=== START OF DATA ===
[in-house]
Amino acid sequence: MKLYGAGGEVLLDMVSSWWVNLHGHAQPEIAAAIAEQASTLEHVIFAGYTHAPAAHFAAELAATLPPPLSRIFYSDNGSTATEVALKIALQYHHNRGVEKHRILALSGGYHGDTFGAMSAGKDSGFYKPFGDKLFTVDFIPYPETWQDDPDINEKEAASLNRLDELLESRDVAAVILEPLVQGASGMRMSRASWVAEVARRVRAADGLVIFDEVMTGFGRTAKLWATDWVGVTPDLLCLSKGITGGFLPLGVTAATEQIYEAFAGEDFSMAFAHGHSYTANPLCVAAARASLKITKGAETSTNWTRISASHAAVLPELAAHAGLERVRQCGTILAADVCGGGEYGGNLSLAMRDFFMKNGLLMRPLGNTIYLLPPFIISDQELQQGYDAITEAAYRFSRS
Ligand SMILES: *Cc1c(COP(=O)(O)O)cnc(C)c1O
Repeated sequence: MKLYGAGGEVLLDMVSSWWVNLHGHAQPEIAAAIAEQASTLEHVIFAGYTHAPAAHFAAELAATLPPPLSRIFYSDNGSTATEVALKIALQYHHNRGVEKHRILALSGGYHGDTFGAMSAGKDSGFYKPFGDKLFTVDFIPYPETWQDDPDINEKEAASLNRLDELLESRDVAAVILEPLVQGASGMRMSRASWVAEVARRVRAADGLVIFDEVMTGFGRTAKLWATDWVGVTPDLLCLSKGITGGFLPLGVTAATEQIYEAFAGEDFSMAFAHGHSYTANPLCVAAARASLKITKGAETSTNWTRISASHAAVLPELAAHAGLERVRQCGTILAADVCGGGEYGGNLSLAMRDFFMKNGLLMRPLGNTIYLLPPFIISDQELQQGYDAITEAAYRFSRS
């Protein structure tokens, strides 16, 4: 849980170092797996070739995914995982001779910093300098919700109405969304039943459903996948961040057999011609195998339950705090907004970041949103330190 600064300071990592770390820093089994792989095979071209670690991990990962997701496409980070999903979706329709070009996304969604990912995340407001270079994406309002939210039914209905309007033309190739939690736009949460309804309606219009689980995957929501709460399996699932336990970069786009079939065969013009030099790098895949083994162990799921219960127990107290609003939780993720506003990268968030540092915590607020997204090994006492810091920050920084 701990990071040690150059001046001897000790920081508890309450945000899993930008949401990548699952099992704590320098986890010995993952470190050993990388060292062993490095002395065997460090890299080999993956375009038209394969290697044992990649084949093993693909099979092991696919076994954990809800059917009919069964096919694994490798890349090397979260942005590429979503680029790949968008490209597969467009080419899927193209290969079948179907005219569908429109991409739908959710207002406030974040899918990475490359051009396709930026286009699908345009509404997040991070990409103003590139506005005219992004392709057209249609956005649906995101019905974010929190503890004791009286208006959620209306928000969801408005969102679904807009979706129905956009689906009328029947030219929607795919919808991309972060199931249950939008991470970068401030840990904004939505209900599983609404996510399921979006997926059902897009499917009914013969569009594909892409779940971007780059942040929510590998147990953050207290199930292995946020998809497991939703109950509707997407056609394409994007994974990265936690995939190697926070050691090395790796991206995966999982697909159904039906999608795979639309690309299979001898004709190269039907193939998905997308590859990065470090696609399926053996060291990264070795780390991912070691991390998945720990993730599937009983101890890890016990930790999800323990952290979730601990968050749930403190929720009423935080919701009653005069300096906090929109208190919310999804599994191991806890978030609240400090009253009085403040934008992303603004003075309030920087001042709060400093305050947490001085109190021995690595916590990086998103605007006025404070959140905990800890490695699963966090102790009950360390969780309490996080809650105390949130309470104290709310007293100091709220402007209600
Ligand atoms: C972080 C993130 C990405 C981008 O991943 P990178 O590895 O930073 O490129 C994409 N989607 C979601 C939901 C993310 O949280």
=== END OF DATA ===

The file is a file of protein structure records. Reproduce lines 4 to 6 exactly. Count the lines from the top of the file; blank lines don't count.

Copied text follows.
Repeated sequence: MKLYGAGGEVLLDMVSSWWVNLHGHAQPEIAAAIAEQASTLEHVIFAGYTHAPAAHFAAELAATLPPPLSRIFYSDNGSTATEVALKIALQYHHNRGVEKHRILALSGGYHGDTFGAMSAGKDSGFYKPFGDKLFTVDFIPYPETWQDDPDINEKEAASLNRLDELLESRDVAAVILEPLVQGASGMRMSRASWVAEVARRVRAADGLVIFDEVMTGFGRTAKLWATDWVGVTPDLLCLSKGITGGFLPLGVTAATEQIYEAFAGEDFSMAFAHGHSYTANPLCVAAARASLKITKGAETSTNWTRISASHAAVLPELAAHAGLERVRQCGTILAADVCGGGEYGGNLSLAMRDFFMKNGLLMRPLGNTIYLLPPFIISDQELQQGYDAITEAAYRFSRS
């Protein structure tokens, strides 16, 4: 849980170092797996070739995914995982001779910093300098919700109405969304039943459903996948961040057999011609195998339950705090907004970041949103330190 600064300071990592770390820093089994792989095979071209670690991990990962997701496409980070999903979706329709070009996304969604990912995340407001270079994406309002939210039914209905309007033309190739939690736009949460309804309606219009689980995957929501709460399996699932336990970069786009079939065969013009030099790098895949083994162990799921219960127990107290609003939780993720506003990268968030540092915590607020997204090994006492810091920050920084 701990990071040690150059001046001897000790920081508890309450945000899993930008949401990548699952099992704590320098986890010995993952470190050993990388060292062993490095002395065997460090890299080999993956375009038209394969290697044992990649084949093993693909099979092991696919076994954990809800059917009919069964096919694994490798890349090397979260942005590429979503680029790949968008490209597969467009080419899927193209290969079948179907005219569908429109991409739908959710207002406030974040899918990475490359051009396709930026286009699908345009509404997040991070990409103003590139506005005219992004392709057209249609956005649906995101019905974010929190503890004791009286208006959620209306928000969801408005969102679904807009979706129905956009689906009328029947030219929607795919919808991309972060199931249950939008991470970068401030840990904004939505209900599983609404996510399921979006997926059902897009499917009914013969569009594909892409779940971007780059942040929510590998147990953050207290199930292995946020998809497991939703109950509707997407056609394409994007994974990265936690995939190697926070050691090395790796991206995966999982697909159904039906999608795979639309690309299979001898004709190269039907193939998905997308590859990065470090696609399926053996060291990264070795780390991912070691991390998945720990993730599937009983101890890890016990930790999800323990952290979730601990968050749930403190929720009423935080919701009653005069300096906090929109208190919310999804599994191991806890978030609240400090009253009085403040934008992303603004003075309030920087001042709060400093305050947490001085109190021995690595916590990086998103605007006025404070959140905990800890490695699963966090102790009950360390969780309490996080809650105390949130309470104290709310007293100091709220402007209600
Ligand atoms: C972080 C993130 C990405 C981008 O991943 P990178 O590895 O930073 O490129 C994409 N989607 C979601 C939901 C993310 O949280």